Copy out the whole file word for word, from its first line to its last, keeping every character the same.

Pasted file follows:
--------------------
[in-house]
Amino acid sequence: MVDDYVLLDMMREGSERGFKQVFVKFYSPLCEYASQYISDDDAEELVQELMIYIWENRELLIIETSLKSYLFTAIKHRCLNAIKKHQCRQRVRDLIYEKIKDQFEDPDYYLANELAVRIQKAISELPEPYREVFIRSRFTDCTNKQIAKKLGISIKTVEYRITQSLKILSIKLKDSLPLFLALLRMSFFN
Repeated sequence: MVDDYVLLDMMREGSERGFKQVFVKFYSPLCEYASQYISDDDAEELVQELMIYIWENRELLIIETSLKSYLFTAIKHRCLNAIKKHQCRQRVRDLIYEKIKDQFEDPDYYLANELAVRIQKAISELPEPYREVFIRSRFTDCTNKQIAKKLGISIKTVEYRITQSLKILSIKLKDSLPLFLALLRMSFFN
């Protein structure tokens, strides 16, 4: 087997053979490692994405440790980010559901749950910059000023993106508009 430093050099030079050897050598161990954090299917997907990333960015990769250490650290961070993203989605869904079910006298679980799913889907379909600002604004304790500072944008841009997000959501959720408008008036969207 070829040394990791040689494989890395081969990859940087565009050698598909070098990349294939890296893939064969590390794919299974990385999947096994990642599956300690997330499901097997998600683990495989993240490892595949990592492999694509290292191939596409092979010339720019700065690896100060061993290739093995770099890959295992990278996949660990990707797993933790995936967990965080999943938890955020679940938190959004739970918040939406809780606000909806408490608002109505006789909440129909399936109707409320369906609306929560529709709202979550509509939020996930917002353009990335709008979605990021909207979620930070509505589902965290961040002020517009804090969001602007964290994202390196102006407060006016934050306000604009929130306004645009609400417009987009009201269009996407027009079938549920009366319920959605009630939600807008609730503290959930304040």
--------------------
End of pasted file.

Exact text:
[in-house]
Amino acid sequence: MVDDYVLLDMMREGSERGFKQVFVKFYSPLCEYASQYISDDDAEELVQELMIYIWENRELLIIETSLKSYLFTAIKHRCLNAIKKHQCRQRVRDLIYEKIKDQFEDPDYYLANELAVRIQKAISELPEPYREVFIRSRFTDCTNKQIAKKLGISIKTVEYRITQSLKILSIKLKDSLPLFLALLRMSFFN
Repeated sequence: MVDDYVLLDMMREGSERGFKQVFVKFYSPLCEYASQYISDDDAEELVQELMIYIWENRELLIIETSLKSYLFTAIKHRCLNAIKKHQCRQRVRDLIYEKIKDQFEDPDYYLANELAVRIQKAISELPEPYREVFIRSRFTDCTNKQIAKKLGISIKTVEYRITQSLKILSIKLKDSLPLFLALLRMSFFN
């Protein structure tokens, strides 16, 4: 087997053979490692994405440790980010559901749950910059000023993106508009 430093050099030079050897050598161990954090299917997907990333960015990769250490650290961070993203989605869904079910006298679980799913889907379909600002604004304790500072944008841009997000959501959720408008008036969207 070829040394990791040689494989890395081969990859940087565009050698598909070098990349294939890296893939064969590390794919299974990385999947096994990642599956300690997330499901097997998600683990495989993240490892595949990592492999694509290292191939596409092979010339720019700065690896100060061993290739093995770099890959295992990278996949660990990707797993933790995936967990965080999943938890955020679940938190959004739970918040939406809780606000909806408490608002109505006789909440129909399936109707409320369906609306929560529709709202979550509509939020996930917002353009990335709008979605990021909207979620930070509505589902965290961040002020517009804090969001602007964290994202390196102006407060006016934050306000604009929130306004645009609400417009987009009201269009996407027009079938549920009366319920959605009630939600807008609730503290959930304040």